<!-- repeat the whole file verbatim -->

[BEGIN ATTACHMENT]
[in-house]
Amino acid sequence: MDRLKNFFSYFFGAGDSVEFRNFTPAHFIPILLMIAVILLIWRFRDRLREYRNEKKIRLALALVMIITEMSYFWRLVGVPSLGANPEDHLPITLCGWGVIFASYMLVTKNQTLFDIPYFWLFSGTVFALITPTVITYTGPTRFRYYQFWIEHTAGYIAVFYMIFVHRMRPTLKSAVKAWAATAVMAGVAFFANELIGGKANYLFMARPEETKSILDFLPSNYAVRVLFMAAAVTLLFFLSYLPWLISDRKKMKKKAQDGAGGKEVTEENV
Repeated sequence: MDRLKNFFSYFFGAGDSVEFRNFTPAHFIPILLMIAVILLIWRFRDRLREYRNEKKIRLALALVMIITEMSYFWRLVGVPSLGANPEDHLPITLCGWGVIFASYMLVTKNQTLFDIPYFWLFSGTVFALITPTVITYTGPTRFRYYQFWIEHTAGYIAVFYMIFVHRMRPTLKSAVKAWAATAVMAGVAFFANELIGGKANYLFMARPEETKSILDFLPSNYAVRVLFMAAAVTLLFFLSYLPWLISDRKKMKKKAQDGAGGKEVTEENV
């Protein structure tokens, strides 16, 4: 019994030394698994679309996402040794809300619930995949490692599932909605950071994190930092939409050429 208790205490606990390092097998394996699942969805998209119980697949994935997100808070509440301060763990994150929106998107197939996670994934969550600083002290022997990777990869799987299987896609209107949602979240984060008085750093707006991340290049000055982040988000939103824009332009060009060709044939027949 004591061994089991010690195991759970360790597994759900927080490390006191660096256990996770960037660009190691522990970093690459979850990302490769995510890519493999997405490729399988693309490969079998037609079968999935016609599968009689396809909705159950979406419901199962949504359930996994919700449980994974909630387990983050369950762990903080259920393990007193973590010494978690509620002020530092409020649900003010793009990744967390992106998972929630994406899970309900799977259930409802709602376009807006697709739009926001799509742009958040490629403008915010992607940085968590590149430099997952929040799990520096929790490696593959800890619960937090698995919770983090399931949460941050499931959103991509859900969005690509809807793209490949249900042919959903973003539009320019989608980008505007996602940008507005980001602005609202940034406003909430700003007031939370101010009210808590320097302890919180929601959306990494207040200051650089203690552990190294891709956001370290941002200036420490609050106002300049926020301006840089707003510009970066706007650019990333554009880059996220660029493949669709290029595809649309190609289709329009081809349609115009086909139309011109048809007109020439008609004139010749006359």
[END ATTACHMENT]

[in-house]
Amino acid sequence: MDRLKNFFSYFFGAGDSVEFRNFTPAHFIPILLMIAVILLIWRFRDRLREYRNEKKIRLALALVMIITEMSYFWRLVGVPSLGANPEDHLPITLCGWGVIFASYMLVTKNQTLFDIPYFWLFSGTVFALITPTVITYTGPTRFRYYQFWIEHTAGYIAVFYMIFVHRMRPTLKSAVKAWAATAVMAGVAFFANELIGGKANYLFMARPEETKSILDFLPSNYAVRVLFMAAAVTLLFFLSYLPWLISDRKKMKKKAQDGAGGKEVTEENV
Repeated sequence: MDRLKNFFSYFFGAGDSVEFRNFTPAHFIPILLMIAVILLIWRFRDRLREYRNEKKIRLALALVMIITEMSYFWRLVGVPSLGANPEDHLPITLCGWGVIFASYMLVTKNQTLFDIPYFWLFSGTVFALITPTVITYTGPTRFRYYQFWIEHTAGYIAVFYMIFVHRMRPTLKSAVKAWAATAVMAGVAFFANELIGGKANYLFMARPEETKSILDFLPSNYAVRVLFMAAAVTLLFFLSYLPWLISDRKKMKKKAQDGAGGKEVTEENV
């Protein structure tokens, strides 16, 4: 019994030394698994679309996402040794809300619930995949490692599932909605950071994190930092939409050429 208790205490606990390092097998394996699942969805998209119980697949994935997100808070509440301060763990994150929106998107197939996670994934969550600083002290022997990777990869799987299987896609209107949602979240984060008085750093707006991340290049000055982040988000939103824009332009060009060709044939027949 004591061994089991010690195991759970360790597994759900927080490390006191660096256990996770960037660009190691522990970093690459979850990302490769995510890519493999997405490729399988693309490969079998037609079968999935016609599968009689396809909705159950979406419901199962949504359930996994919700449980994974909630387990983050369950762990903080259920393990007193973590010494978690509620002020530092409020649900003010793009990744967390992106998972929630994406899970309900799977259930409802709602376009807006697709739009926001799509742009958040490629403008915010992607940085968590590149430099997952929040799990520096929790490696593959800890619960937090698995919770983090399931949460941050499931959103991509859900969005690509809807793209490949249900042919959903973003539009320019989608980008505007996602940008507005980001602005609202940034406003909430700003007031939370101010009210808590320097302890919180929601959306990494207040200051650089203690552990190294891709956001370290941002200036420490609050106002300049926020301006840089707003510009970066706007650019990333554009880059996220660029493949669709290029595809649309190609289709329009081809349609115009086909139309011109048809007109020439008609004139010749006359």